Writing: Don't misplace the modifiers

In Nuce: Sentence in his head
Cartoon by Kevin H
There are two general rules to remember when writing sentences:
  1. The beginning and the end of a sentence are the places of greatest emphasis.
  2. Modifying words (adjectives and adverbs) should be placed near the words they modify.
However, when trying too hard to follow one rule, you may run into trouble following the other.

Says Minto
As both principles are important it may be worth while to show how they sometimes conflict, and to consider which should give way and how far...
Consider, for instance, this classified from an old British newspaper:
A piano for sale by a lady about to cross the Channel in an oak case with carved legs.
A comic misreference is possible ... and yet the writer of this advertisement constructed it on a sound instinct. The important points are the article for sale and the description of it. The one is put at the beginning and the other at the end; what comes between, the reason for the sale, is of secondary consequence. If this were put in brackets, so as to avoid the absurd suggestion, it would be a perfect sentence for its purpose, so far as the arrangement goes...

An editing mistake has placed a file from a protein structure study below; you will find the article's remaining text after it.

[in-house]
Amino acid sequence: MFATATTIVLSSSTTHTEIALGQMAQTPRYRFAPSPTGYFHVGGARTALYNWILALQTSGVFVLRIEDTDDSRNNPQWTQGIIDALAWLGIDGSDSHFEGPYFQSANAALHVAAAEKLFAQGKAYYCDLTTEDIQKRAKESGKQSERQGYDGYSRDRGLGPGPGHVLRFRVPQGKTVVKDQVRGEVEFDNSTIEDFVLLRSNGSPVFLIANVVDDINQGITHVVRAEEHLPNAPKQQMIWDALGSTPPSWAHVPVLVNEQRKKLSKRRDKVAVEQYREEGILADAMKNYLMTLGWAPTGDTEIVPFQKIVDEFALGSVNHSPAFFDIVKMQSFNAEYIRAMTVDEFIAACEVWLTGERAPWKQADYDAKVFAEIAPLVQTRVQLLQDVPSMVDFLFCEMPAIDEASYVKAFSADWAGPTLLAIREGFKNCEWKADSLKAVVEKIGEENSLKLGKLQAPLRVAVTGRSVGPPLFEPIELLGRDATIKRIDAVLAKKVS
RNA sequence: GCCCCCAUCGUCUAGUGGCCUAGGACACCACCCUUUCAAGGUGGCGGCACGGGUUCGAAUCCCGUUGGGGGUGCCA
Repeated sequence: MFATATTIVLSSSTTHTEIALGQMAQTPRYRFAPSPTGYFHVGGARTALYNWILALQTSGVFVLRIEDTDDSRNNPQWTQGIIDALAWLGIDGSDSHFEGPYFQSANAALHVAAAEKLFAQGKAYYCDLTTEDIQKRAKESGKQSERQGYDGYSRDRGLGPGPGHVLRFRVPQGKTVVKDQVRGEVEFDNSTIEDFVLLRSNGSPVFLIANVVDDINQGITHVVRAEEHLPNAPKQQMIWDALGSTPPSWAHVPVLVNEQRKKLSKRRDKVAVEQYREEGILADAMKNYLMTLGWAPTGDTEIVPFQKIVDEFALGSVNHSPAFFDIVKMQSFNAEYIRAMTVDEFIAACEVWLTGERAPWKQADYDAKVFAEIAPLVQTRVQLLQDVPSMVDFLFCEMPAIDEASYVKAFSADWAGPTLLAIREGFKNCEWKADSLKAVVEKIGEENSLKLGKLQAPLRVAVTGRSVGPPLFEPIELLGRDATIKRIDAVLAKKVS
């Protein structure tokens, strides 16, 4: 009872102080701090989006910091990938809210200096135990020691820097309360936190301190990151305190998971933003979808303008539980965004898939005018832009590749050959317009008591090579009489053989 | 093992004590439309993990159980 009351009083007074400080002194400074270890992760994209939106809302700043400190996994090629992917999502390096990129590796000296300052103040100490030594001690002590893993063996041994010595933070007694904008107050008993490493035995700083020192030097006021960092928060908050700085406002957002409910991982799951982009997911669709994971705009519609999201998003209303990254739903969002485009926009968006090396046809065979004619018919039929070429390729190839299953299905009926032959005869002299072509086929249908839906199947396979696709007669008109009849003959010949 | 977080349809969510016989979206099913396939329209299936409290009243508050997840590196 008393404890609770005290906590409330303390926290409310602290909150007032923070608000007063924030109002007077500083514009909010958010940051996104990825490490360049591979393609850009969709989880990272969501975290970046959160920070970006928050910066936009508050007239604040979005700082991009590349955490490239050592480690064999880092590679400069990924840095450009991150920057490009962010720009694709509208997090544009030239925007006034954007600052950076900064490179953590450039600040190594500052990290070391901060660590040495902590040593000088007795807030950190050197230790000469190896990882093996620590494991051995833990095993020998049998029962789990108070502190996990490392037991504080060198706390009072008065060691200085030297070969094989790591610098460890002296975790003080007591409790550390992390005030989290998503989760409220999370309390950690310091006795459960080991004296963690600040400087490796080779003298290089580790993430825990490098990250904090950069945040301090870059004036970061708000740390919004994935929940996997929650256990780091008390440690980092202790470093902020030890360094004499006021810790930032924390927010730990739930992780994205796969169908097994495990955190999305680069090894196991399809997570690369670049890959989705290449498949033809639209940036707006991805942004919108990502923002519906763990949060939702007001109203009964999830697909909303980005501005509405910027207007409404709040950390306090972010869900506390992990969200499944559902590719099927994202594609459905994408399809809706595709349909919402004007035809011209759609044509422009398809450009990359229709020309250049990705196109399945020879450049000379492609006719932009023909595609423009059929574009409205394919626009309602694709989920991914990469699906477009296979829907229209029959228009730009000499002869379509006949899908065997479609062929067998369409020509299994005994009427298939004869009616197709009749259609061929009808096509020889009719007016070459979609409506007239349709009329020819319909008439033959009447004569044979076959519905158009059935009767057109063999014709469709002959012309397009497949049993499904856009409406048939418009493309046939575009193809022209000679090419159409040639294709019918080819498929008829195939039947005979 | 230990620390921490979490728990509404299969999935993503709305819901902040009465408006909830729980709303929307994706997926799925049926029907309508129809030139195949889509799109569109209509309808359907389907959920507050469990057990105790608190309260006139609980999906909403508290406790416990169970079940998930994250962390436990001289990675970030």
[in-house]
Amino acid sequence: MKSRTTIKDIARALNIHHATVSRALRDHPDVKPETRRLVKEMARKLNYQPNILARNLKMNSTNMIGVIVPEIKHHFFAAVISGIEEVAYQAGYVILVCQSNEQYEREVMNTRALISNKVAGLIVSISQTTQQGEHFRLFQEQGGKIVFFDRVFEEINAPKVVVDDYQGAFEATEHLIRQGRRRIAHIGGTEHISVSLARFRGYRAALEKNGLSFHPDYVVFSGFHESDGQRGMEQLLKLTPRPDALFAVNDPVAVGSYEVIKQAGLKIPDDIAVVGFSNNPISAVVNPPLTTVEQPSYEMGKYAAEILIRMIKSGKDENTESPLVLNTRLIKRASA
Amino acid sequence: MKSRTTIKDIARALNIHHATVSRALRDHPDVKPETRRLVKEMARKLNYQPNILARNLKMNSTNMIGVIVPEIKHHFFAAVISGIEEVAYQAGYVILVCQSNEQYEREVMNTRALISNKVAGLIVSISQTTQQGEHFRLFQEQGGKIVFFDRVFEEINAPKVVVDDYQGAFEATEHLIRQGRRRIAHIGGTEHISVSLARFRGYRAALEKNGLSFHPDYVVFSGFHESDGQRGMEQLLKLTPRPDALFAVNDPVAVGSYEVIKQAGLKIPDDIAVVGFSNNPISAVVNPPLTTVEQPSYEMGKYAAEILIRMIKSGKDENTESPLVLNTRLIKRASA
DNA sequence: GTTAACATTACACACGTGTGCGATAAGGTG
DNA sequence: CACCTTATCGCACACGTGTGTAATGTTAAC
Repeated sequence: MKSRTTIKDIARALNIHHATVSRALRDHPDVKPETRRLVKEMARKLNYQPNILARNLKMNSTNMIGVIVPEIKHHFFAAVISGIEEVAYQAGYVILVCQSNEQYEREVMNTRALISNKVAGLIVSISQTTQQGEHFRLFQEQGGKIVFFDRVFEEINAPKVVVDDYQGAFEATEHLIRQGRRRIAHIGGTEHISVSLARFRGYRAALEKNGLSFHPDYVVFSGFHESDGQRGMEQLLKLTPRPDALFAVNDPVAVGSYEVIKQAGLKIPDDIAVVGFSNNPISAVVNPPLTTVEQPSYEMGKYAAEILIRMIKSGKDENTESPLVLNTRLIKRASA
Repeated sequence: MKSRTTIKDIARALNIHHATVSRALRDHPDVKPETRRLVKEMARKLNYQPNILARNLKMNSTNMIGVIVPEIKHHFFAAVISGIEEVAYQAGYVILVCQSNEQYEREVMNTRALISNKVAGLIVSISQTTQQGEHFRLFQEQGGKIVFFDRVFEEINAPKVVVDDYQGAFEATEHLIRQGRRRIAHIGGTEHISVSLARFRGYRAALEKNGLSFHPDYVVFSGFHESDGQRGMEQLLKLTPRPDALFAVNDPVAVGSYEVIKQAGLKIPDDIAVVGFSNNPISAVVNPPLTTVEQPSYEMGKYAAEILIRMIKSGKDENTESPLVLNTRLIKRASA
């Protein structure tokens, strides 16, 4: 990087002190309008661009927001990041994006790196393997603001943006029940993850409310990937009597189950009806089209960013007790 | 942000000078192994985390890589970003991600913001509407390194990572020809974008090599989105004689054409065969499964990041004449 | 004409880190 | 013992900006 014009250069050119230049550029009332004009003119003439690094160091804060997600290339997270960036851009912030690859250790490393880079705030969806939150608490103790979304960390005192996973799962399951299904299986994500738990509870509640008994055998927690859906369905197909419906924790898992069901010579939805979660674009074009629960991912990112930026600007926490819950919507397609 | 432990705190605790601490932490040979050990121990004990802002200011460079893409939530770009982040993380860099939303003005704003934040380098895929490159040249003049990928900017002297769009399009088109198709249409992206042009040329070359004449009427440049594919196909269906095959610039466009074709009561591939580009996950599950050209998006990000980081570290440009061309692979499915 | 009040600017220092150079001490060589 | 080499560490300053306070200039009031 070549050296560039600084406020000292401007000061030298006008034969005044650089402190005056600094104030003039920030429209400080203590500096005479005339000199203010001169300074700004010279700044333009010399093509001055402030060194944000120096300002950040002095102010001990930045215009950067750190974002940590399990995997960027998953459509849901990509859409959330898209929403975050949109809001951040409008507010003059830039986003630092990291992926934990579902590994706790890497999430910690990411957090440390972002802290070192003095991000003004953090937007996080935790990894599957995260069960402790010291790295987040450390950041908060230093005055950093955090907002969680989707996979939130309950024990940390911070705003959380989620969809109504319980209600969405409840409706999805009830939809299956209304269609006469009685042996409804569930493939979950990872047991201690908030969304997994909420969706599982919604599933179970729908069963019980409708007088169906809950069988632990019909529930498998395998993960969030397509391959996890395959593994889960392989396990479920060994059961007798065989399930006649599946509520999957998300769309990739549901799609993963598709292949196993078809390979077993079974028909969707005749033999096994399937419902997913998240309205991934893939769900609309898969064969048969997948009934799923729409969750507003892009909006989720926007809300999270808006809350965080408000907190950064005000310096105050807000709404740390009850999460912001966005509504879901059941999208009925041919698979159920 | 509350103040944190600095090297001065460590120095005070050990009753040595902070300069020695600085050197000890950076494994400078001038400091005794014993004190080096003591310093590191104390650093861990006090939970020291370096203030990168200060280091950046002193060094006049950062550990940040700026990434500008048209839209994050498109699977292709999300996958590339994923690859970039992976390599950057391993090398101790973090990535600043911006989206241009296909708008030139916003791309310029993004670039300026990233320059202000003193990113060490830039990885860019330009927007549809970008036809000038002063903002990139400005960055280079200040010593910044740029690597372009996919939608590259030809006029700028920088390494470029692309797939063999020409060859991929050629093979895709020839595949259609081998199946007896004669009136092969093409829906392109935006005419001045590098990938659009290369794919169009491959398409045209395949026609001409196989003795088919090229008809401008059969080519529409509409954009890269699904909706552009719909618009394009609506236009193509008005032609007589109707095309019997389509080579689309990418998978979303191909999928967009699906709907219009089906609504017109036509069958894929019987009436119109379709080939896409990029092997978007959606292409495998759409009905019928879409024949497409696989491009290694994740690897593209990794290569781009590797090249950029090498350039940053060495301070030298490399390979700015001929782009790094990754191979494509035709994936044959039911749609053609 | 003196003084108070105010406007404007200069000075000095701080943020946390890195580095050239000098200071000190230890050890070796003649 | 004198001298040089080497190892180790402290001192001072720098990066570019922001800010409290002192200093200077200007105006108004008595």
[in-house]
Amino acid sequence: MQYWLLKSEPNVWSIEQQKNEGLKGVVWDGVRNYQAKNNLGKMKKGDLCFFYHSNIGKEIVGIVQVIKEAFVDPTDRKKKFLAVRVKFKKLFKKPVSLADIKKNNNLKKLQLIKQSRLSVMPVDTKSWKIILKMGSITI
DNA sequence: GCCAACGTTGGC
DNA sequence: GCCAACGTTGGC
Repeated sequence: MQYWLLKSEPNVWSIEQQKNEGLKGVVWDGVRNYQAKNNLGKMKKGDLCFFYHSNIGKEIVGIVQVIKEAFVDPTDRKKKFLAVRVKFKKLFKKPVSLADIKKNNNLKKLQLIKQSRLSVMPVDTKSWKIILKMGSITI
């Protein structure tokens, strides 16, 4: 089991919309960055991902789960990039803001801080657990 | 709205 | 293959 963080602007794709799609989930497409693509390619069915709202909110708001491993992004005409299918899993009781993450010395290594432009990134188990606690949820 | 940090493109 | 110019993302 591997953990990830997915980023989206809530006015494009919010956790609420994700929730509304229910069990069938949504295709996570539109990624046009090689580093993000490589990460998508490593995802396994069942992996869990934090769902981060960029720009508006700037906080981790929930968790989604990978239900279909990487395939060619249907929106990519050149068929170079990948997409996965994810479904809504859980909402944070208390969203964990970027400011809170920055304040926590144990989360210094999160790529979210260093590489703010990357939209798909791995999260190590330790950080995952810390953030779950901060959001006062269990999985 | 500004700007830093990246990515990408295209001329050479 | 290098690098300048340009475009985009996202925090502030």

Obviously there should not be too long an interval between a word or phrase and its [modifiers]. But the true test to apply is to consider whether there is any real risk of misinterpretation or misleading suggestion in the ordinary currency of reading.
So, if the author is still determined to follow both general rules, the ad must read,
A piano for sale (by a lady about to cross the Channel) in an oak case with carved legs.
However, that construction is still plenty awkward and confusing. How much better to follow the most important rule of all: write for clarity. Keep in mind the rules, but focus on what's important, and write to make sense.
 For sale: a piano in an oak case with carved legs.
Bravo; we've just cut to the chase. Placing "for sale" and "piano" at the beginning of the sentence gives the reader the most important information right away. The qualifying prepositional phrases directly follow the word they modify and remain in a position of emphasis at the end of the sentence. 
Other examples of misplaced modifiers:
  1. Two workmen were digging holes in their blue shirts along the side of the road.
  2. Mr Carlyle has taught us that silence is golden in thirty volumes.
  3. The carriage stopped at the small gate which led by a short gravel walk to the house amidst the nods and smiles of the whole party.
  4. One morning I shot an elephant in my pajamas. How he got into my pajamas I'll never know.(Groucho Marx via Richard Nordquist at About.com: Grammar & Composition)

Source: Minto.

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